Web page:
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HARARE (Reuters) - Zimbabwe is expecting to harvest 1.2 million tonnes of maize this season, more than double last year's output, state media reported on Friday, but the figures are likely to be disputed by aid agencies and farmers' groups.
The southern African country has consistently recorded a decline in the output of the staple maize crop due to shortages of farming inputs like seed and fertiliser and has been forced to rely on imports and food aid since 2002.
Agriculture Minister Joseph Made told the official Herald newspaper that an assessment had shown that better rains had helped increase production and that imports would decline.
The country would harvest 1.24 million tonnes compared to 500,000 tonnes last year, he said. Zimbabwe requires 2.2 million tonnes of maize every year.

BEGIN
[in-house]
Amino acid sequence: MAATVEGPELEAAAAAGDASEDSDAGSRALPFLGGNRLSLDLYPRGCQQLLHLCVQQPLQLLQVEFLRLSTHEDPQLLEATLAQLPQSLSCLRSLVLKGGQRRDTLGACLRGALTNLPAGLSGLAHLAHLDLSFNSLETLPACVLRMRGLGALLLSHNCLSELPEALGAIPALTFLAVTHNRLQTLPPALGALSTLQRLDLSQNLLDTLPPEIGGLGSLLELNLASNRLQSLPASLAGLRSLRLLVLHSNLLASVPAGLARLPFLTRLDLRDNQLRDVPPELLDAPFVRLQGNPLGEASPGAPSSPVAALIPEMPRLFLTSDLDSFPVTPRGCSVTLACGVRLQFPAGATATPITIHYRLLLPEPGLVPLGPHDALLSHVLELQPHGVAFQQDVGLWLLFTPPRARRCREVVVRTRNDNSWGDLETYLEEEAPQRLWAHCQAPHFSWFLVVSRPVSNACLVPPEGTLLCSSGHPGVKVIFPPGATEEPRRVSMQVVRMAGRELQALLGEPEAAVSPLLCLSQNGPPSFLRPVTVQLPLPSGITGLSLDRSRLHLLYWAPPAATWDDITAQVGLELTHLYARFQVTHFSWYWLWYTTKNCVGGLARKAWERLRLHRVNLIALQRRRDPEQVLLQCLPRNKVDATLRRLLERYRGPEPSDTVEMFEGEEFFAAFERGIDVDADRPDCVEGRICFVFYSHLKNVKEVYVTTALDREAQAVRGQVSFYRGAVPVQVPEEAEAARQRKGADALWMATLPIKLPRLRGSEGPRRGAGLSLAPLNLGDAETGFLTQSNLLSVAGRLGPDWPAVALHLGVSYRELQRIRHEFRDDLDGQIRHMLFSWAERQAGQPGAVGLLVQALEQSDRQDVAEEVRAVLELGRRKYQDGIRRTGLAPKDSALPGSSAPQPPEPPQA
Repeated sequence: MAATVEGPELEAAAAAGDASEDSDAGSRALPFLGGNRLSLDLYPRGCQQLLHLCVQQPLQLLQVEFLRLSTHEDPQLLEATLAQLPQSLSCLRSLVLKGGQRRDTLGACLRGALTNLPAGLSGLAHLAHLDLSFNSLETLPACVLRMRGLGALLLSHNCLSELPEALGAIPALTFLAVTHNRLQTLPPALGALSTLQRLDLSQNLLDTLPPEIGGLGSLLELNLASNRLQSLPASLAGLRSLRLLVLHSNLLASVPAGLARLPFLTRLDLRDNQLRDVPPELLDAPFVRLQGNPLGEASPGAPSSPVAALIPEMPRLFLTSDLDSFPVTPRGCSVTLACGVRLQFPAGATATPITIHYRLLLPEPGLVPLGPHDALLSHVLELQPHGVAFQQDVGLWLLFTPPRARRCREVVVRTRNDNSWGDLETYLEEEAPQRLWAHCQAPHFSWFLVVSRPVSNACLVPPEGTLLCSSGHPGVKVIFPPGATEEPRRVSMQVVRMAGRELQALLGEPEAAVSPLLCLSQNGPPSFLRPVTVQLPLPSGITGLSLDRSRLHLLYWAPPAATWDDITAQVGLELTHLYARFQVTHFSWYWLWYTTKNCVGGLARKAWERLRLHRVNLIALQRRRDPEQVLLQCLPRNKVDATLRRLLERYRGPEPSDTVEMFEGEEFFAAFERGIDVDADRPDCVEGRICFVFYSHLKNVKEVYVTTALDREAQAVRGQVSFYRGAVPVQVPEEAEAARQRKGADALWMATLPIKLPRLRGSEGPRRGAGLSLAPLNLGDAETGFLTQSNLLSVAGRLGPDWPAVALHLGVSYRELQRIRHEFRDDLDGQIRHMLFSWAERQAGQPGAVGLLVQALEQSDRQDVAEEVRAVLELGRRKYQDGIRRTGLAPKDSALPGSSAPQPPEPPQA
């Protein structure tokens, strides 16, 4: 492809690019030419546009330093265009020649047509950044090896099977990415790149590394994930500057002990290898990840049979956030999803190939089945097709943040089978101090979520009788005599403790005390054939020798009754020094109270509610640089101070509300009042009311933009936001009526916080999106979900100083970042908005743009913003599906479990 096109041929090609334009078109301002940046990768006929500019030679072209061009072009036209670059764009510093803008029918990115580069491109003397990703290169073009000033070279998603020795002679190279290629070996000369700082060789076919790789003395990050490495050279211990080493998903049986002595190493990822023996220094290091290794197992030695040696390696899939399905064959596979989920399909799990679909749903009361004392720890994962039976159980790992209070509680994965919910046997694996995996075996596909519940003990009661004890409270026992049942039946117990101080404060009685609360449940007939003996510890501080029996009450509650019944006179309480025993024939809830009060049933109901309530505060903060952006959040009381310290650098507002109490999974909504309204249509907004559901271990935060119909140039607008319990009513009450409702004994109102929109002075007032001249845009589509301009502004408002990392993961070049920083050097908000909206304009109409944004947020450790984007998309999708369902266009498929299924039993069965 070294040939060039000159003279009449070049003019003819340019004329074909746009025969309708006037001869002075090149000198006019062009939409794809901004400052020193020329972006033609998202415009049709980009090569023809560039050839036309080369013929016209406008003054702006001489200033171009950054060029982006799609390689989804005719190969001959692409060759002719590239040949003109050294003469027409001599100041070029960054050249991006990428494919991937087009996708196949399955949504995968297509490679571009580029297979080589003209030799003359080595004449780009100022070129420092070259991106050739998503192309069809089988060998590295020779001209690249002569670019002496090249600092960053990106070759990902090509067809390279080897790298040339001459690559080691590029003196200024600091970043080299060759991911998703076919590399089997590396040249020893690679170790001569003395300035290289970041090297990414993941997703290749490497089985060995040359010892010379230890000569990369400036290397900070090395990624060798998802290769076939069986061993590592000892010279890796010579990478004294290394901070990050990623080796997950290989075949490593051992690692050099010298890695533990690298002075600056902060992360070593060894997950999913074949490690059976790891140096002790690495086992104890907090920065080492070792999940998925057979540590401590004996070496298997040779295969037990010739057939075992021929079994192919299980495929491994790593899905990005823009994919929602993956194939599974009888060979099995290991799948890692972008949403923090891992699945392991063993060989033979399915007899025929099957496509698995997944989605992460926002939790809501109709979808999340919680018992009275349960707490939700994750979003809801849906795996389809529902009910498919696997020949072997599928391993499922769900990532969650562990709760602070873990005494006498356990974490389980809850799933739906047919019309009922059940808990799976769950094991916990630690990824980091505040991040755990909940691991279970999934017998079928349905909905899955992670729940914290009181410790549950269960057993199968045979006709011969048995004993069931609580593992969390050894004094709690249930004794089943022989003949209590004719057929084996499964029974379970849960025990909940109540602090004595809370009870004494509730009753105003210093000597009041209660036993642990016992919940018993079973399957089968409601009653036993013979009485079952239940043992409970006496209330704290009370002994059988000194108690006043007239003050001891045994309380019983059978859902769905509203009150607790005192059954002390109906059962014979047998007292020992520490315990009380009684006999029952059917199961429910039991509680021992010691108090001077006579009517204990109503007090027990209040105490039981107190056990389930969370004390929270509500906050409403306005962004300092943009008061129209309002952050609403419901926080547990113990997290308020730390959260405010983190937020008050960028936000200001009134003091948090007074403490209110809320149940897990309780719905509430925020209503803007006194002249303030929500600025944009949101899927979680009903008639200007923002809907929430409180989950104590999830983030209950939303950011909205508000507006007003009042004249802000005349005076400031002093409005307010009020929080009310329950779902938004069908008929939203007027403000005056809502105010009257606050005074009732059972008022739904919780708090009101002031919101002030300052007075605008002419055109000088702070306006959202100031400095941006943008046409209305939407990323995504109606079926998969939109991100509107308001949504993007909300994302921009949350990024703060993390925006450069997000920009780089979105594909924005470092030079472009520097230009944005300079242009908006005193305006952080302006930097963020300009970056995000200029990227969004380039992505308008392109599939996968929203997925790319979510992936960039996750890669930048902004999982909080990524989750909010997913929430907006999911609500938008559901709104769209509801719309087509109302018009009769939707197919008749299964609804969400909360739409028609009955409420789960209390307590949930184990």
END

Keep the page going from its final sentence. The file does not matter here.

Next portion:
"The assessment indicated that while some areas recorded a deficit in cereal production compared to national requirements, others are likely to have a surplus and these would improve yields," Made said.
"The improved crop assessment would also reduce the period over which we would need to import maize and other cereals from outside the country before the next harvest."
His comments contradicted Finance Minister Tendai Biti, who said in March the country needed assistance with around 80 percent of its cereal requirements.
The country has set aside $65 million for grain imports.
Aid groups have said up to 7 million Zimbabweans may need food aid in 2009, projecting that the food situation was unlikely to improve on the back of a low harvest.
The U.S. Famine Early Warning System in its last report in March said late rains had improved the harvest prospects of the late planted crops and that while overall output was likely to be better than last year, millions still required assistance.
The Commercial Farmers' Union, a grouping of the country's remaining white farmers last month predicted maize output would drop to 396,250 tonnes this year compared to 417,000 tonnes in 2008.
Zimbabwe's agriculture sector has plunged since 2000 when President Robert Mugabe targeted white-owned commercial farms for seizure to resettle blacks, hitting an economy reliant on agriculture.